As with all Red Hat performance-based exams, configurations must persist after reboot without intervention.
What you need to know
Red Hat encourages you to consider taking Red Hat System Administration I (RH124) and Red Hat System Administration II (RH134) to help prepare. Attendance in these classes is not required; you can choose to take just the exam.
While attending Red Hat classes can be an important part of your preparation, attending class does not guarantee success on the exam. Previous experience, practice, and native aptitude are also important determinants of success.
Many books and other resources on system administration for Red Hat products are available. Red Hat does not endorse any of these materials as preparation guides for exams. Nevertheless, you may find additional reading helpful to deepen your understanding.
The Red Hat Certified System Administrator (RHCSA) exam is a hands-on, practical exam that requires you to undertake real-world tasks. Internet access is not provided during the in-person exam, and you will not be permitted to bring any hard copy or electronic documentation into the exam. This prohibition includes notes, books, or any other materials. For most exams, the documentation that ships with the product is available during the exam.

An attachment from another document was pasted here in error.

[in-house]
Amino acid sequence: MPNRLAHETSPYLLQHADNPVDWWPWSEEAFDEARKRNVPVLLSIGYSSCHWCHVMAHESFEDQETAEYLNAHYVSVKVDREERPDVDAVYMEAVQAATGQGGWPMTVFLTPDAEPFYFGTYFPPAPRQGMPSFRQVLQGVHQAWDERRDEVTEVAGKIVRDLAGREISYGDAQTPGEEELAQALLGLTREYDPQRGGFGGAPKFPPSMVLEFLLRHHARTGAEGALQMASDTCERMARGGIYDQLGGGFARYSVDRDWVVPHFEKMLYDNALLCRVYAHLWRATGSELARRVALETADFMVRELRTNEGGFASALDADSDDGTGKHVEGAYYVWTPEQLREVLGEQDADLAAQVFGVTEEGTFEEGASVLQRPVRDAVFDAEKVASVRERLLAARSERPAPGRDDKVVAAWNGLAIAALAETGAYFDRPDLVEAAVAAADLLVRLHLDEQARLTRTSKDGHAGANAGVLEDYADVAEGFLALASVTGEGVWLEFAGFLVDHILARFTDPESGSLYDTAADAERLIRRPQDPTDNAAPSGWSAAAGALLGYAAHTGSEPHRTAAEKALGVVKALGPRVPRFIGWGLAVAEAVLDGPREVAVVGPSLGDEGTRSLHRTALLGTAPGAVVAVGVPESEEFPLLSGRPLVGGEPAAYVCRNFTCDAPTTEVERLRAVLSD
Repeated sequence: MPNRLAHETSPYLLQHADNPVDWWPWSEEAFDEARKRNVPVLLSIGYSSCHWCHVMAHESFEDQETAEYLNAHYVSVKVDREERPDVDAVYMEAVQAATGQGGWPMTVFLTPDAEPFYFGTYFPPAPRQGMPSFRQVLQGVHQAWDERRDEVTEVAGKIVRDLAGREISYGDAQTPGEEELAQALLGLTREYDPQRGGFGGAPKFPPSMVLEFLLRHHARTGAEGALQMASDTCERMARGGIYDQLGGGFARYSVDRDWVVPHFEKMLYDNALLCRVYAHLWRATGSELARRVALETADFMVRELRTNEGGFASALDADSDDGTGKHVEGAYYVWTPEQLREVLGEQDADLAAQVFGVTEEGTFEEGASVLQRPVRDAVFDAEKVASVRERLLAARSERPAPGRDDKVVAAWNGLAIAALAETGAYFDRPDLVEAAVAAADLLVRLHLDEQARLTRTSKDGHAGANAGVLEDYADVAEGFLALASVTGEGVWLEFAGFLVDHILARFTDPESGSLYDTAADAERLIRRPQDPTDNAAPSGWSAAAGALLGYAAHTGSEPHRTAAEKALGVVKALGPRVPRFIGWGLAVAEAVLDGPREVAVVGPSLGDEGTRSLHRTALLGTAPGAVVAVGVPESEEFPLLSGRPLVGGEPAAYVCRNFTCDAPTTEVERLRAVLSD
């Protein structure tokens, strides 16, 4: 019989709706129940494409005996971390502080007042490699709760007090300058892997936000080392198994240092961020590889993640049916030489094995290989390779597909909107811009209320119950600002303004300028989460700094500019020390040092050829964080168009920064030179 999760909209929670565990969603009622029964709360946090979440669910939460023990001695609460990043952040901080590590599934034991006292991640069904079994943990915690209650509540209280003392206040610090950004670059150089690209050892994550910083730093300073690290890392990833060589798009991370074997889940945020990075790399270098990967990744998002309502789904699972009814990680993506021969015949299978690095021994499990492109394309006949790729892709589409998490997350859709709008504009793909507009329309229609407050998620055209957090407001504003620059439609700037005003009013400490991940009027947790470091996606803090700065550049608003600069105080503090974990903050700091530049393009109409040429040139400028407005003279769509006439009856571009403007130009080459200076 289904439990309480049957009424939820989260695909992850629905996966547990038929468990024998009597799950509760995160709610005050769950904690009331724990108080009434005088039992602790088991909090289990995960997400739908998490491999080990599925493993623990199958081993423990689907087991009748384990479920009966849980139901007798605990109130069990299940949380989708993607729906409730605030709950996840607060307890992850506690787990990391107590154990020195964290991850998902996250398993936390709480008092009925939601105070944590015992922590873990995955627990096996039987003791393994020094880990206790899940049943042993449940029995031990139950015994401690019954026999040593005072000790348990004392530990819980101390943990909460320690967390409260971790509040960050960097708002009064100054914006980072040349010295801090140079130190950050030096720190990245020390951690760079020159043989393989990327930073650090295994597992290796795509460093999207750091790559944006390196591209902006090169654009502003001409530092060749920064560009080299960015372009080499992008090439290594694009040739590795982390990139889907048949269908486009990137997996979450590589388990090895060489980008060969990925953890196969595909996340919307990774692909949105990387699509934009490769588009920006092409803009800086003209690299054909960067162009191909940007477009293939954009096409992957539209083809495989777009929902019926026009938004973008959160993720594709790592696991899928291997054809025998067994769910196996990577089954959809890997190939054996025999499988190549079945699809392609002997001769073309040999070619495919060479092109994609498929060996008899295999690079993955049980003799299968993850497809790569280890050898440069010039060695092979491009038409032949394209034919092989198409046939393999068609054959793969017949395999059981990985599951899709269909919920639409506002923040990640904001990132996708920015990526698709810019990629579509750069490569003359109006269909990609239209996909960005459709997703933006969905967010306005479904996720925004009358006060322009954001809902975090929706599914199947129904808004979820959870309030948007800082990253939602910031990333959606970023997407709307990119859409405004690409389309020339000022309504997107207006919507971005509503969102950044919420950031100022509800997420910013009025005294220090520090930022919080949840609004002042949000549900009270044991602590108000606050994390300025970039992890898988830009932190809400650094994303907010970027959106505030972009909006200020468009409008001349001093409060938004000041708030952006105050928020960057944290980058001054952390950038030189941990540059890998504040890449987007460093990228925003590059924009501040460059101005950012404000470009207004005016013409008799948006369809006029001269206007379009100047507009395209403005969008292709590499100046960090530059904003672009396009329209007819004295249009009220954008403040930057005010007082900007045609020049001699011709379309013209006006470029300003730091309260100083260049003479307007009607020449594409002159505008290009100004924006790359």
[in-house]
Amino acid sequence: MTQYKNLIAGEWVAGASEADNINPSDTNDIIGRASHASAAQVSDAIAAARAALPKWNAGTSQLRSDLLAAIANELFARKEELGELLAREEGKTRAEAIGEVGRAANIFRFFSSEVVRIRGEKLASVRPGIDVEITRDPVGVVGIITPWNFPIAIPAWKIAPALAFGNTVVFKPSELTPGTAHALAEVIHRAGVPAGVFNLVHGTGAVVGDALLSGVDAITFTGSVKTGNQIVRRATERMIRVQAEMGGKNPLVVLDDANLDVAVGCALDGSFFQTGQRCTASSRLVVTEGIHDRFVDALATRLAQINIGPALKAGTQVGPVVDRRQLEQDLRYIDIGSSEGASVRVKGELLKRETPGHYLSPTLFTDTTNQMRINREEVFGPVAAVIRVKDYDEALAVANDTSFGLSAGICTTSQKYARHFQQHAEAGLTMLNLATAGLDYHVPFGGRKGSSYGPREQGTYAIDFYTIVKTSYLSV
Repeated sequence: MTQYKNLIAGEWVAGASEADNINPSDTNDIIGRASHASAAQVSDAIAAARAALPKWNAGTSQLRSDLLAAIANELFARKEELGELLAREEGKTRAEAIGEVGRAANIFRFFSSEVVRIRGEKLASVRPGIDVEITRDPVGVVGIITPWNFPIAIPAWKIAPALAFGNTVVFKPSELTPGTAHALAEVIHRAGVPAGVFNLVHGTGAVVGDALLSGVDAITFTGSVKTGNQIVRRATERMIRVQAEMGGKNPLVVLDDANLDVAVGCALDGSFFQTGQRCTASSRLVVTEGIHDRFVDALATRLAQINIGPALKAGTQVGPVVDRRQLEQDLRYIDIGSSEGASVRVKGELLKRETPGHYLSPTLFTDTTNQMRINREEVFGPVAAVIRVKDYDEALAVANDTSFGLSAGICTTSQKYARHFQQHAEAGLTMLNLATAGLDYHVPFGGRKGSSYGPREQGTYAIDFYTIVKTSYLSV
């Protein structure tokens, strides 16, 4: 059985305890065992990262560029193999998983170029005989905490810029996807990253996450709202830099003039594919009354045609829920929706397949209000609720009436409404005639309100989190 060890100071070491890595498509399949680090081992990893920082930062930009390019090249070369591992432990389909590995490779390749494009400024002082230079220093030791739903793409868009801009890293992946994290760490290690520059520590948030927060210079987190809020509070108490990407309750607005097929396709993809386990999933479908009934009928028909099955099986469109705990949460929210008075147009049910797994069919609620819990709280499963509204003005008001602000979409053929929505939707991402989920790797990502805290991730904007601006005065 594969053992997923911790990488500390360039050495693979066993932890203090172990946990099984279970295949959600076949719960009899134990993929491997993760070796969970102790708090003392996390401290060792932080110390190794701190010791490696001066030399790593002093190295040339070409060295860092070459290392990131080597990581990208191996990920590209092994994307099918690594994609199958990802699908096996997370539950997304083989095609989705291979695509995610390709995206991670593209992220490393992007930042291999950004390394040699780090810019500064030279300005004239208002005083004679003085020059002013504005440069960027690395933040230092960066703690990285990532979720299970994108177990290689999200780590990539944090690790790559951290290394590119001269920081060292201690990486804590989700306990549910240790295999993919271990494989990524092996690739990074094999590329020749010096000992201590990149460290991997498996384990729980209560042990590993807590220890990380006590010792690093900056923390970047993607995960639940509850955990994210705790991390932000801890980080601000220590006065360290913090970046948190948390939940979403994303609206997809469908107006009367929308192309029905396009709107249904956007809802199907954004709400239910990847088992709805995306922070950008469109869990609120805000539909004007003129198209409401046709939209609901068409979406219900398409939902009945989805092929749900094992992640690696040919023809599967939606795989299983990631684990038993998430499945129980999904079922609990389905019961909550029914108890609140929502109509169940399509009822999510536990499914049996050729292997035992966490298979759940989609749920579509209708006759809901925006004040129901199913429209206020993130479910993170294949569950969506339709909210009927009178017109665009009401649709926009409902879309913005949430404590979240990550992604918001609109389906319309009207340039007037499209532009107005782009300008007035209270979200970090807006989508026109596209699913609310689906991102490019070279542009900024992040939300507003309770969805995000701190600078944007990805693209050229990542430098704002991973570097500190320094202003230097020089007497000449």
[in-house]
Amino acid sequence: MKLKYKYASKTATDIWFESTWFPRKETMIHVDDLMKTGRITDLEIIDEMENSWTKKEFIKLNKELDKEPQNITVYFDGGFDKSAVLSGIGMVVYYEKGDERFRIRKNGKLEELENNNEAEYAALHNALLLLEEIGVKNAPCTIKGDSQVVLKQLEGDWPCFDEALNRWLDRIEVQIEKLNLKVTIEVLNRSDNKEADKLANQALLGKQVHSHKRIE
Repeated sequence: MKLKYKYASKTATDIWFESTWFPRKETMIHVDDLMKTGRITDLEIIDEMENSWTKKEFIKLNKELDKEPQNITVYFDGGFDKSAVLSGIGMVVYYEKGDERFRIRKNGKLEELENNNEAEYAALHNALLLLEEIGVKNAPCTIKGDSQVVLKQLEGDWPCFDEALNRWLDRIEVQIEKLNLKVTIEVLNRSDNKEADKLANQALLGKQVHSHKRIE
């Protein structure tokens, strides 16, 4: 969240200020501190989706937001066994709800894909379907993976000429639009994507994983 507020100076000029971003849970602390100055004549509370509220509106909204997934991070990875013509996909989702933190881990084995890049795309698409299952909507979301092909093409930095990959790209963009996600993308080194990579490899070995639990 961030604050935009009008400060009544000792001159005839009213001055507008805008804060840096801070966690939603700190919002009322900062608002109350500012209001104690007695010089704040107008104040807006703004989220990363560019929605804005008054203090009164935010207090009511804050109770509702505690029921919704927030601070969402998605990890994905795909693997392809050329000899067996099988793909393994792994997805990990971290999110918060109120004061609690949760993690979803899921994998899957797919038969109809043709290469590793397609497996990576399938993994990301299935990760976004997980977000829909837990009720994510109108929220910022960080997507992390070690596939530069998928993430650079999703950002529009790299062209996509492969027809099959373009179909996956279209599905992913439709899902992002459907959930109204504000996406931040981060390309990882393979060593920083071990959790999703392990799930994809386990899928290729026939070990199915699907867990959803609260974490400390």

This exam can also be taken virtually as part of our remote testing format. Find out more about remote exams to see if this is the right choice for you.
Scores and reporting
Official scores for exams come exclusively from Red Hat Certification Central. Red Hat does not authorize examiners or training partners to report results to candidates directly. Scores on the exam are usually reported within 3 U.S. business days.
Exam results are reported as total scores. Red Hat does not report performance on individual items, nor will it provide additional information upon request.
You are eligible for one exam retake if you are unsuccessful on your first attempt. For more information please read our Training Policies page